Amanda Smith: Well how did you get into bobsleigh competition, Will? You weren’t inspired by the Jamaicans in that film, ‘Cool Runnings’, were you?

Will Alstergren: Well it’s a pretty motivational film, to be honest. Interestingly about the Jamaicans, they literally started off as a bit of a joke. They ended up beating the Americans at Lillehammer, in only their second Winter Olympics. I suppose from our point of view, I literally watched the bob-sledding at Nagano on television, and I heard most of the team, if not all of them, were retiring. A friend of mine, Paul Hayes, rang up the Australian National Bobsled Association and a fellow called John McDonald, I think, was quite amazed to get our call from Melbourne. He’s in Adelaide, and he said, ‘Look, if you keep on training you can give it a go.’

Amanda Smith: Had you done it before?

Will Alstergren: No. I’d never seen it on site before. It started off with the most ridiculously hard training program, it just about killed us. We ended up going over to Canada in November of 1998 and our coach, who’s Romanian, said to us, ‘Here’s the bobsled. You get in the front, you get in the back’. I got in the front and I said, ‘How do I steer?’ He said, ‘You’ll find out as you go down.’ And with that, it started off the most terrifying 55 seconds of my life, but it was fantastic.

Amanda Smith: Well it sounds like an amateur pursuit in the absolute genuine sense of the word.

Will Alstergren: Absolutely. It’s all been amateur for us, but at the same time we’ve done as best as we can; as we’ve learnt about the sport. We’ve actually got more and more professional about it, but it’s a classic story of a couple of amateurs wanting to take it on, and we can’t train in Australia.

Amanda Smith: How do you train in Australia, because as I understand it, there isn’t a single bobsleigh track anywhere in the country.

Will Alstergren: There’s none in the Southern Hemisphere. The closest is Japan. They cost about $45-million to build, you know you can have tracks in areas which are not too cold, but of course they’re like big concrete fridges, and if the weather’s too hot of course, we can’t use them. But to answer your question, we can’t train on the ice, but we have a push facility at the Docklands, which you may have heard about.

Amanda Smith: This is in Melbourne.

Will Alstergren: In Melbourne, sorry. There’s a property developer called Andrew Buxton that heard about our plight and said, ‘Look, I’ve got an old warehouse, I’ve got a lease down at the Docklands’, and the Docklands facility agreed, and they let us construct a 90-metre push track at the Docklands.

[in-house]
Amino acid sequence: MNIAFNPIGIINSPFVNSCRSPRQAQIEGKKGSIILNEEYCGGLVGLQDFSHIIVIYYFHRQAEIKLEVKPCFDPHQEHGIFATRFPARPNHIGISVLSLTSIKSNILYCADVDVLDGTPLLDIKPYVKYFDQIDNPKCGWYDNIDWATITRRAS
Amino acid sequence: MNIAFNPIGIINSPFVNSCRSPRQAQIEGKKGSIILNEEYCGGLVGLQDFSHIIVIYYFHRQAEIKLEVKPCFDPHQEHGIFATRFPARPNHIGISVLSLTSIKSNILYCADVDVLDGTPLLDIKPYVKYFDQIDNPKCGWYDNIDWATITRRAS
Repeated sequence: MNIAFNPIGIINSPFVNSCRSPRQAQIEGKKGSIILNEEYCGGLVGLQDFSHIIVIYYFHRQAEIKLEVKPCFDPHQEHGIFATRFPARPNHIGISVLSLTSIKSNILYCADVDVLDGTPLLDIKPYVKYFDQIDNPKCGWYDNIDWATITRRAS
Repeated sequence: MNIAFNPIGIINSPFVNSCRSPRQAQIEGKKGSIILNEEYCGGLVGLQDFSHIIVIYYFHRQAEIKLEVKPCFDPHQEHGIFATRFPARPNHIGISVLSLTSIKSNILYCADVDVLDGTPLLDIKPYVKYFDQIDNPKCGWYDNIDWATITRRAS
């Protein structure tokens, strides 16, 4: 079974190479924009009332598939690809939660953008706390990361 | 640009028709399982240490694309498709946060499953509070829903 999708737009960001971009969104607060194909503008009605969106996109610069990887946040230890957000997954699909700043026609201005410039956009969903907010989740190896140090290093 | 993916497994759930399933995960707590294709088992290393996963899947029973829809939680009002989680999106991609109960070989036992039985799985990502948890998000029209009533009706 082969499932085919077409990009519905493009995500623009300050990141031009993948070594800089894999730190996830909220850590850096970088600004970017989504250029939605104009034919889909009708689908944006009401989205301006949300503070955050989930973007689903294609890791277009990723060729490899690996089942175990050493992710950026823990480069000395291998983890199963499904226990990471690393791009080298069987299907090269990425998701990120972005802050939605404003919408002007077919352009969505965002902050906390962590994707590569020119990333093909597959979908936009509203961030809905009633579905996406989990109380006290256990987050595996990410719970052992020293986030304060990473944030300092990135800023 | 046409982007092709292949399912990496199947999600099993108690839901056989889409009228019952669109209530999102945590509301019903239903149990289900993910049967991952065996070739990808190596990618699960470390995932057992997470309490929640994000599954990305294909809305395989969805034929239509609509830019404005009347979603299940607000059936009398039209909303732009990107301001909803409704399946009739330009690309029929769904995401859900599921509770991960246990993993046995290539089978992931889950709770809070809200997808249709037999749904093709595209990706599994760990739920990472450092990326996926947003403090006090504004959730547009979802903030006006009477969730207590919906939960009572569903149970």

Amanda Smith: So what is that, what’s a push track?

Will Alstergren: What a push track is, is it’s basically putting a bobsled on rails, a bit like tram rails and on wheels, and you push it from a standing start to as fast as you can go in 50-metres, simulating what you might do on ice. We’ve got a conveyor belt rubber, and put that down, so it’s bit like running on ice, and now we imported two old bobsleds from Canada that have seen better days. That was our training schedule. We built it in May and it’s made a huge difference, and I think it’ll provide the focus for our training in the future.

Amanda Smith: Will how do you reckon you would have gone against teams like the Germans, Austrians and Swiss in Salt Lake City? I mean after all, we have seen some extraordinary results from Australians at these Winter Games; can something like what happened to Steven Bradbury in the speed skating happen in bobsleigh?

Will Alstergren: It’s a bit harder to crash in bobsleigh, although we’ve all tried. Steven Bradbury is a great example of Australian spirit, and I admire him greatly. Unfortunately in bobsleigh it wouldn’t quite happen like that. There’s over 30 competitors, so there’s a lot of crashes if you can get down the course. It’s more of an equipment-based sport too. I mean people spend an enormous amount of money. For instance the Germans and the Swiss spend over DM1-million or $1-million on their sleds almost every hear.

Amanda Smith: Yes, it’s a bit like Formula I motor racing really, on ice.

Will Alstergren: That’s exactly what it’s called. And it’s extraordinary. I mean you’ve got companies in Germany and in France and of course in Switzerland, that spend hundreds of thousands of dollars every year on bobsleds. We hire them. So it’s a bit different. So I suppose if you’re realistic, with our national program, with our fully funded program, we’re not a Top Five contender, however occasionally opportunities arise where you can do very, very well, and I think if we got lucky, we could have come at least in the Top 20, which is fantastic out of 38 sleds. Considering that most of the countries, if not all of them in the Top 20 are all professionals.